The Digimarc Blog

Preventing Deepfakes Requires Deep Expertise, Committed Leaders

American actor Tom Cruise is no magician, but the video editing technology used to depict him performing a disappearing coin trick is like magic.

A Belgian visual effects professional recently made news by publishing a series of so-called ‘deepfake’ videos that convincingly merge Cruise’s face with footage of an impersonator, making the Hollywood icon appear to play golf and tell jokes.

These deepfakes are not the first, but the increasing realism caught the attention of those concerned that similar synthetic media will be used for nefarious goals. Industry experts and lawmakers are uneasy about the potential for deception intended to manipulate stock markets, sway elections or smear reputations. Already police have arrested a Pennsylvania mom for allegedly making fake videos of her teen daughter’s cheerleading rivals partying and participating in other compromising circumstances.

The industry needs leadership and solutions to help circumvent the dangerous potential consequences of convincing but untrue videos.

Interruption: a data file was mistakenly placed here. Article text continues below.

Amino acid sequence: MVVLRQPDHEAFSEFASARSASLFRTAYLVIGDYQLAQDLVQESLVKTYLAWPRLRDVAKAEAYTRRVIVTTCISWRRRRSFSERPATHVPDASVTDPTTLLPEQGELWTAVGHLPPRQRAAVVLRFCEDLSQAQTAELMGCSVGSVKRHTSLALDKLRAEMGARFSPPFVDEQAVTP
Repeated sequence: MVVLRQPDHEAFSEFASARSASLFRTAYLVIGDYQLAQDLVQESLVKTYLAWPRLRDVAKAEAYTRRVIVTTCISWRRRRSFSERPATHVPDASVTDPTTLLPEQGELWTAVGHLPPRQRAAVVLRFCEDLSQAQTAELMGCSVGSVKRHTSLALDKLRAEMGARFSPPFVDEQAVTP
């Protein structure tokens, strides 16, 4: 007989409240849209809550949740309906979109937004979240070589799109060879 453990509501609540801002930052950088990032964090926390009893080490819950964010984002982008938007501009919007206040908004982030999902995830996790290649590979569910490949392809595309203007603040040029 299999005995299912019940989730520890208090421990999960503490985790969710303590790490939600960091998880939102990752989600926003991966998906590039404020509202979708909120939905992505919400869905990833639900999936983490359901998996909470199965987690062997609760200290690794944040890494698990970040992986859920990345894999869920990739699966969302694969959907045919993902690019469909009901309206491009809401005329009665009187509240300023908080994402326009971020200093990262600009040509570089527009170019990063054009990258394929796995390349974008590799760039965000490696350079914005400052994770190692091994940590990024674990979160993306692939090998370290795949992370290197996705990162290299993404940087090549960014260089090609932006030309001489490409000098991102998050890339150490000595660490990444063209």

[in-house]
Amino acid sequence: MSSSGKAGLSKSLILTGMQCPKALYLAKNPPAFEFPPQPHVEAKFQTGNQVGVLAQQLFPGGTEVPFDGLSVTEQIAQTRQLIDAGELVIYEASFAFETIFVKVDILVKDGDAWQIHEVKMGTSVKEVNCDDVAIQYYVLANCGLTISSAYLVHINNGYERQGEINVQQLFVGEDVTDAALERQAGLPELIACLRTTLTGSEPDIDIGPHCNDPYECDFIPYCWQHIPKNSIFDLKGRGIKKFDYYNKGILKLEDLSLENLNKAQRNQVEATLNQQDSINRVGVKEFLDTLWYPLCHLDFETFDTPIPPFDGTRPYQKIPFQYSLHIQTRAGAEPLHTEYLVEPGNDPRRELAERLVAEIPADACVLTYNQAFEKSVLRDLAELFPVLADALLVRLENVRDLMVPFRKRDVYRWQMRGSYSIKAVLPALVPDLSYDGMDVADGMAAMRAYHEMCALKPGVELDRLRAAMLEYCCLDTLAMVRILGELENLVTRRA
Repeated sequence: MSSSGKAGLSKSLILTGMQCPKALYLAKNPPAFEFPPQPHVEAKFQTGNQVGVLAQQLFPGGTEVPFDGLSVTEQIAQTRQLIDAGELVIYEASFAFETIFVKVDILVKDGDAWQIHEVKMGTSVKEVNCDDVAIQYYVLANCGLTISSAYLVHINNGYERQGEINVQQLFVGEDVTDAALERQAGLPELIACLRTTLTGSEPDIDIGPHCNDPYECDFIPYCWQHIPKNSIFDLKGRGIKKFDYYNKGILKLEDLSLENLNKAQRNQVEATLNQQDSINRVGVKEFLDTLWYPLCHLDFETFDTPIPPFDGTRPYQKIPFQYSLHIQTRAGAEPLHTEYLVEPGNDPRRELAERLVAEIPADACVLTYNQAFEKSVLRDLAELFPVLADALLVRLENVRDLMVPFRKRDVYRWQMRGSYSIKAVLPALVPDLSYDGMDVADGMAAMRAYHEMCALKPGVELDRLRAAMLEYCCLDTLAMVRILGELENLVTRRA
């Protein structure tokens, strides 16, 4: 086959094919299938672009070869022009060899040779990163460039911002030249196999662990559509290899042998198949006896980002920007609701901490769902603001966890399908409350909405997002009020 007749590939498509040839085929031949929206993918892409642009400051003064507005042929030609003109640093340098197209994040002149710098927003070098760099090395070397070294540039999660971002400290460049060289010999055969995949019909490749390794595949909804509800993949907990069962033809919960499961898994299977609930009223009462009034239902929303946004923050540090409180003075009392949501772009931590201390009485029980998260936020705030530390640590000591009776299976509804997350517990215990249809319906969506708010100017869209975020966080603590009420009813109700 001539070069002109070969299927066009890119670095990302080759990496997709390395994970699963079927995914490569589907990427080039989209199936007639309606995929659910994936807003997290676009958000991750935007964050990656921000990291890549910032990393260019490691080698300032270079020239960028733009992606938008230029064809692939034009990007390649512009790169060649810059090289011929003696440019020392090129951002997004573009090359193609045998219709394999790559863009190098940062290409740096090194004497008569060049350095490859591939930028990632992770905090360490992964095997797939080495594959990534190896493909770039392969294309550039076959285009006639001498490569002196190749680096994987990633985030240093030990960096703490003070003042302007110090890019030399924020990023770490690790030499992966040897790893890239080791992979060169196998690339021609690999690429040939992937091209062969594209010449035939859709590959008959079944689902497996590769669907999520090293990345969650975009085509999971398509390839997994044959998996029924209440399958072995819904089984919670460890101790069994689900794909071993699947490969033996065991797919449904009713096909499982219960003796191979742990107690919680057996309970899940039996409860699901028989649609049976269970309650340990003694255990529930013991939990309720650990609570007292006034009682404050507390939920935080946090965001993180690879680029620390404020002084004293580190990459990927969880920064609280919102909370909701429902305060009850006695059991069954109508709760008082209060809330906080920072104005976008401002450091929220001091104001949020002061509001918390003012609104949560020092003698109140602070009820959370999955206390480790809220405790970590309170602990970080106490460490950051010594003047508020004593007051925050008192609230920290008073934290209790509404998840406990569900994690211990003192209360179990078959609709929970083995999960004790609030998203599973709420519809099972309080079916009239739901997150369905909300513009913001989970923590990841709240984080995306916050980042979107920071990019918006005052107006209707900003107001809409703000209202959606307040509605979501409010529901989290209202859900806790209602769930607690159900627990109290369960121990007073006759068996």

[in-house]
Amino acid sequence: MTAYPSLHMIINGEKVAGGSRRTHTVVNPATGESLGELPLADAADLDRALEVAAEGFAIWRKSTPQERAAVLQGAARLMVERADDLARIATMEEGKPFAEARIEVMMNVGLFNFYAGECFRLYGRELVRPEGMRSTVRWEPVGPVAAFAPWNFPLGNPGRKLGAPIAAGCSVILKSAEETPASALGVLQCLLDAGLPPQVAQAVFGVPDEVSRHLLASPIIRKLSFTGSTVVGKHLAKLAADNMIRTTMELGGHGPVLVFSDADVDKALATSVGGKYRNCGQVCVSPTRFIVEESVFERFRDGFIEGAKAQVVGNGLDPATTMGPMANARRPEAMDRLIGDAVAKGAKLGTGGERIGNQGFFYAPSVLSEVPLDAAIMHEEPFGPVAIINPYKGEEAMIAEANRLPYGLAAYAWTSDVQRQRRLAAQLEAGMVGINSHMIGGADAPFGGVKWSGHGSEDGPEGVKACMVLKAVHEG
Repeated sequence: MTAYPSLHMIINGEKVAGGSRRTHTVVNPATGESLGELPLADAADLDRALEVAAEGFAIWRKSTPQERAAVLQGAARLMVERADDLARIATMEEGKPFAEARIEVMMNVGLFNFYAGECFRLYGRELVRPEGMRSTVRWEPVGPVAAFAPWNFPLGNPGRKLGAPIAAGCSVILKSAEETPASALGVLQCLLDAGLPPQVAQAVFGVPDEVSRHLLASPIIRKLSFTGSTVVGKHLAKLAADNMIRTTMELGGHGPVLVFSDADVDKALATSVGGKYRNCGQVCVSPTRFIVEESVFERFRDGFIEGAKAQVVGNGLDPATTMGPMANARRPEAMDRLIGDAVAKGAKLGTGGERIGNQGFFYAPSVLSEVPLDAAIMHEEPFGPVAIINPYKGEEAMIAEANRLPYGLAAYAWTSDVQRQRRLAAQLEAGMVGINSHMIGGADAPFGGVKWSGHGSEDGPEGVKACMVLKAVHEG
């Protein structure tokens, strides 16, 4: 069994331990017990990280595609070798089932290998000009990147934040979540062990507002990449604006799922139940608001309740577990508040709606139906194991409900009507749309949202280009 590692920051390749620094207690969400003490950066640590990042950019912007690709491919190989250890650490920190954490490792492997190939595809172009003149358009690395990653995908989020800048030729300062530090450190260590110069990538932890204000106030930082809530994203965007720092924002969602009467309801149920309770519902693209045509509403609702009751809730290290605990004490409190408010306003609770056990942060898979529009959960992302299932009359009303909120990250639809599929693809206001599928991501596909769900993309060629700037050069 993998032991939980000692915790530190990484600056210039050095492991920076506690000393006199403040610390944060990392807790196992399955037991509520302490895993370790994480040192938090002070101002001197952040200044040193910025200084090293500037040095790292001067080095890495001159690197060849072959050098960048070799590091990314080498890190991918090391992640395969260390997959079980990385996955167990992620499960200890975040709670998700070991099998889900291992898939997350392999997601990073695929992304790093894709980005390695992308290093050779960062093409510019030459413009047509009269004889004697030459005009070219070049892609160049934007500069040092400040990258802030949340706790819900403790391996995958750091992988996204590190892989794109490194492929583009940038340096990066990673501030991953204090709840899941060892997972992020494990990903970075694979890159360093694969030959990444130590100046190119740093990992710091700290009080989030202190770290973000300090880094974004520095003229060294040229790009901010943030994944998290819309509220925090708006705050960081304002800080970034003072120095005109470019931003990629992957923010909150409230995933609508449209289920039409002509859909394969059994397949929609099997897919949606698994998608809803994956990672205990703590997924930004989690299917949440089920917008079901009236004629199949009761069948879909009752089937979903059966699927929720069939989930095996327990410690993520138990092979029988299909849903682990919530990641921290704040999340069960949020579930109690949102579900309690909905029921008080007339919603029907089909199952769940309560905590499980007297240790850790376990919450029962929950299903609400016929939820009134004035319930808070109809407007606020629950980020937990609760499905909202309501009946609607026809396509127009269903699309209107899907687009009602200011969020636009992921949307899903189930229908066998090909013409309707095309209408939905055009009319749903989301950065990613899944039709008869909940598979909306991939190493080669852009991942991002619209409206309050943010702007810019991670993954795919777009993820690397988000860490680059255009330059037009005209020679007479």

Digimarc is proud to join with other leaders including Adobe, Arm, BBC, Intel and Microsoft in the new Coalition for Content Provenance and Authenticity (C2PA), a group that aims to address the prevalence of misleading information online by certifying the source, history and origin or provenance of media content. Digimarc will lend its deep expertise in protecting the copyrights of photographersauthors and other content producers, and our lengthy history defending against tampering of government documents, persistently linking content to ownership information and tracing content to its source.

In a recent white paper, Digimarc has outlined a proposed system for mitigating the problem of deepfake videos with digital watermarks. Download the free research paper to understand how digital watermarking can support tracking the source of videos and verifying their integrity.

Ultimately, protecting against the potential for crime, fraud and bad actors will be truly magical for maintaining consumer trust and defending digital media in the future.





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